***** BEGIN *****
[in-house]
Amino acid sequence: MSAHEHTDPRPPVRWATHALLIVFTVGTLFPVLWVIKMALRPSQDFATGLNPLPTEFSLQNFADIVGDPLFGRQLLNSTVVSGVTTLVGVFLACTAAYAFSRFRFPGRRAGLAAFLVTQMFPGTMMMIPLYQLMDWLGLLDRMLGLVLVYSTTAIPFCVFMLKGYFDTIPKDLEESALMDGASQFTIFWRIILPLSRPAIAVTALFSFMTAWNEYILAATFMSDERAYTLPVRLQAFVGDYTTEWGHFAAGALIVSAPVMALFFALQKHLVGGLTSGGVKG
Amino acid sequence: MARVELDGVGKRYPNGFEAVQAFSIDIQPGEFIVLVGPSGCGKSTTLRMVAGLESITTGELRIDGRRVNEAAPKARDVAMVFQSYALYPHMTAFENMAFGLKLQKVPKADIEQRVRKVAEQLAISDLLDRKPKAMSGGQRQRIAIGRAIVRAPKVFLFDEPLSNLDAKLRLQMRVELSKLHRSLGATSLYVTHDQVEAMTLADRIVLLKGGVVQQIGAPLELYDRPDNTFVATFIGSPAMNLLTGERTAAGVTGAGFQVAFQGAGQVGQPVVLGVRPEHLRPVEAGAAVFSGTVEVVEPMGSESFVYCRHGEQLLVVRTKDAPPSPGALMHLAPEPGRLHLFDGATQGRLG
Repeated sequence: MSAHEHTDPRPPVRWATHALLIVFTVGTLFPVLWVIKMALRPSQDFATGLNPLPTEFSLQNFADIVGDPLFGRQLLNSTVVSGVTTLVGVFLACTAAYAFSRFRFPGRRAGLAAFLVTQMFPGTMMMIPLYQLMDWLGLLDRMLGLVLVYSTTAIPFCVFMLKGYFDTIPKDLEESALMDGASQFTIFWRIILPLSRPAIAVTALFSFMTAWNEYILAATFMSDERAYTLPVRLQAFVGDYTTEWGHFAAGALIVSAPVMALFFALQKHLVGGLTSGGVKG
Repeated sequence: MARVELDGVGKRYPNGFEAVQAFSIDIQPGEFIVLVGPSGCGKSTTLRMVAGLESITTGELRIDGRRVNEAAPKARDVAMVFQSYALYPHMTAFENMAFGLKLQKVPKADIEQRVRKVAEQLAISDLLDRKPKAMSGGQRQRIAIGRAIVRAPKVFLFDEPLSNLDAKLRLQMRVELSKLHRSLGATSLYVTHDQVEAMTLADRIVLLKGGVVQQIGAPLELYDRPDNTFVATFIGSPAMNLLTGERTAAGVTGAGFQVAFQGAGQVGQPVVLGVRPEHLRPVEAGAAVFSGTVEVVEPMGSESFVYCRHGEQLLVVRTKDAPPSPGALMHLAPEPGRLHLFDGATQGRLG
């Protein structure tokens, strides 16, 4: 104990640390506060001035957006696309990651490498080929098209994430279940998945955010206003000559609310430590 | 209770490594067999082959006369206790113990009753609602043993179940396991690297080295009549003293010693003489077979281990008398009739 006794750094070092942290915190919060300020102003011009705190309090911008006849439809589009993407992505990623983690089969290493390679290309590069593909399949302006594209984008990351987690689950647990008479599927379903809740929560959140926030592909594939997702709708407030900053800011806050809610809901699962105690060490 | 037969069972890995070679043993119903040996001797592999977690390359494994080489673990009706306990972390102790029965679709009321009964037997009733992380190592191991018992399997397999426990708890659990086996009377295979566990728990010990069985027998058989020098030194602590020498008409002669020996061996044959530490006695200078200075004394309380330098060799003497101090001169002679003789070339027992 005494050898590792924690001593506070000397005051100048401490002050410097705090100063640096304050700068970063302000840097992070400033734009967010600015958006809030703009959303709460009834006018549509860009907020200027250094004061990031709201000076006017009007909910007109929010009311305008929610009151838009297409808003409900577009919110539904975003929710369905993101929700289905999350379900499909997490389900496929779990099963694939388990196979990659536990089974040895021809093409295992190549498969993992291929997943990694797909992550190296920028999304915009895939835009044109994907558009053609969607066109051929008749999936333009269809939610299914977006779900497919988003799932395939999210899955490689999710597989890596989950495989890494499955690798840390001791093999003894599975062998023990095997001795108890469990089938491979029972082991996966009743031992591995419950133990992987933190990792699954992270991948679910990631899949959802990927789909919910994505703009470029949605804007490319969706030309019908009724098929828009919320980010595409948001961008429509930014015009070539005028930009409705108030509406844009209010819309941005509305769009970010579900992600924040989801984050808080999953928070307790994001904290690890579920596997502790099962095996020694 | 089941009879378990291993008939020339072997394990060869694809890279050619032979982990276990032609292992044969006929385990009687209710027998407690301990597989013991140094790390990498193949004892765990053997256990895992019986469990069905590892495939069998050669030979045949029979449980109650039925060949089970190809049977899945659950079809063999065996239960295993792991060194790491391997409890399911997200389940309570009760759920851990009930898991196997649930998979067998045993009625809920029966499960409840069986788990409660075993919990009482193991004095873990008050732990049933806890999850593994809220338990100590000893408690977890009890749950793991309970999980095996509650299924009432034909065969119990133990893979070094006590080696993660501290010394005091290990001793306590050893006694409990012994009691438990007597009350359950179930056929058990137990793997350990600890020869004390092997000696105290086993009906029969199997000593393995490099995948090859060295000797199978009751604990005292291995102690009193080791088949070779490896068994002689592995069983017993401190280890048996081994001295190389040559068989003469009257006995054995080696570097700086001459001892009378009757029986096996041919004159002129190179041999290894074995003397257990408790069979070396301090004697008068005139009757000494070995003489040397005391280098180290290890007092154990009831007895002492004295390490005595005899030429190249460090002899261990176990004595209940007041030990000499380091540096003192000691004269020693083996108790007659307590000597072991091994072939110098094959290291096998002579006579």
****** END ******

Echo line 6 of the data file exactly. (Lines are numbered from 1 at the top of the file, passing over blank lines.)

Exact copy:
């Protein structure tokens, strides 16, 4: 104990640390506060001035957006696309990651490498080929098209994430279940998945955010206003000559609310430590 | 209770490594067999082959006369206790113990009753609602043993179940396991690297080295009549003293010693003489077979281990008398009739 006794750094070092942290915190919060300020102003011009705190309090911008006849439809589009993407992505990623983690089969290493390679290309590069593909399949302006594209984008990351987690689950647990008479599927379903809740929560959140926030592909594939997702709708407030900053800011806050809610809901699962105690060490 | 037969069972890995070679043993119903040996001797592999977690390359494994080489673990009706306990972390102790029965679709009321009964037997009733992380190592191991018992399997397999426990708890659990086996009377295979566990728990010990069985027998058989020098030194602590020498008409002669020996061996044959530490006695200078200075004394309380330098060799003497101090001169002679003789070339027992 005494050898590792924690001593506070000397005051100048401490002050410097705090100063640096304050700068970063302000840097992070400033734009967010600015958006809030703009959303709460009834006018549509860009907020200027250094004061990031709201000076006017009007909910007109929010009311305008929610009151838009297409808003409900577009919110539904975003929710369905993101929700289905999350379900499909997490389900496929779990099963694939388990196979990659536990089974040895021809093409295992190549498969993992291929997943990694797909992550190296920028999304915009895939835009044109994907558009053609969607066109051929008749999936333009269809939610299914977006779900497919988003799932395939999210899955490689999710597989890596989950495989890494499955690798840390001791093999003894599975062998023990095997001795108890469990089938491979029972082991996966009743031992591995419950133990992987933190990792699954992270991948679910990631899949959802990927789909919910994505703009470029949605804007490319969706030309019908009724098929828009919320980010595409948001961008429509930014015009070539005028930009409705108030509406844009209010819309941005509305769009970010579900992600924040989801984050808080999953928070307790994001904290690890579920596997502790099962095996020694 | 089941009879378990291993008939020339072997394990060869694809890279050619032979982990276990032609292992044969006929385990009687209710027998407690301990597989013991140094790390990498193949004892765990053997256990895992019986469990069905590892495939069998050669030979045949029979449980109650039925060949089970190809049977899945659950079809063999065996239960295993792991060194790491391997409890399911997200389940309570009760759920851990009930898991196997649930998979067998045993009625809920029966499960409840069986788990409660075993919990009482193991004095873990008050732990049933806890999850593994809220338990100590000893408690977890009890749950793991309970999980095996509650299924009432034909065969119990133990893979070094006590080696993660501290010394005091290990001793306590050893006694409990012994009691438990007597009350359950179930056929058990137990793997350990600890020869004390092997000696105290086993009906029969199997000593393995490099995948090859060295000797199978009751604990005292291995102690009193080791088949070779490896068994002689592995069983017993401190280890048996081994001295190389040559068989003469009257006995054995080696570097700086001459001892009378009757029986096996041919004159002129190179041999290894074995003397257990408790069979070396301090004697008068005139009757000494070995003489040397005391280098180290290890007092154990009831007895002492004295390490005595005899030429190249460090002899261990176990004595209940007041030990000499380091540096003192000691004269020693083996108790007659307590000597072991091994072939110098094959290291096998002579006579």